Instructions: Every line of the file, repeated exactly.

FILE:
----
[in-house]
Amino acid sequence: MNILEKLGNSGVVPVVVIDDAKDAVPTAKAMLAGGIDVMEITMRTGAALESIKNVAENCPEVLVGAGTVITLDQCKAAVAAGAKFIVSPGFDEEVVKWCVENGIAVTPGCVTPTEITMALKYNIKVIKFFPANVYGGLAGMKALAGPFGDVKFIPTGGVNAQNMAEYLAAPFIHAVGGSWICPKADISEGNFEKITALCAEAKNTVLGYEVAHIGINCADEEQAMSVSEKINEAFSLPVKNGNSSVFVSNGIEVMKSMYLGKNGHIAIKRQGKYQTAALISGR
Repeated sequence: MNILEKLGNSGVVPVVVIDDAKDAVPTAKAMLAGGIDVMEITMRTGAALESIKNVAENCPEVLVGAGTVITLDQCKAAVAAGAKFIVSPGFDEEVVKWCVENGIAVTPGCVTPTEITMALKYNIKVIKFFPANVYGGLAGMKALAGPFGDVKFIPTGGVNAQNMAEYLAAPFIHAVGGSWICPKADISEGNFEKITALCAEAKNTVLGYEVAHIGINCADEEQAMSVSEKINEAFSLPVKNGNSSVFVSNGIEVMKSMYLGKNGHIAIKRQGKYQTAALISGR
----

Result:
[in-house]
Amino acid sequence: MNILEKLGNSGVVPVVVIDDAKDAVPTAKAMLAGGIDVMEITMRTGAALESIKNVAENCPEVLVGAGTVITLDQCKAAVAAGAKFIVSPGFDEEVVKWCVENGIAVTPGCVTPTEITMALKYNIKVIKFFPANVYGGLAGMKALAGPFGDVKFIPTGGVNAQNMAEYLAAPFIHAVGGSWICPKADISEGNFEKITALCAEAKNTVLGYEVAHIGINCADEEQAMSVSEKINEAFSLPVKNGNSSVFVSNGIEVMKSMYLGKNGHIAIKRQGKYQTAALISGR
Repeated sequence: MNILEKLGNSGVVPVVVIDDAKDAVPTAKAMLAGGIDVMEITMRTGAALESIKNVAENCPEVLVGAGTVITLDQCKAAVAAGAKFIVSPGFDEEVVKWCVENGIAVTPGCVTPTEITMALKYNIKVIKFFPANVYGGLAGMKALAGPFGDVKFIPTGGVNAQNMAEYLAAPFIHAVGGSWICPKADISEGNFEKITALCAEAKNTVLGYEVAHIGINCADEEQAMSVSEKINEAFSLPVKNGNSSVFVSNGIEVMKSMYLGKNGHIAIKRQGKYQTAALISGR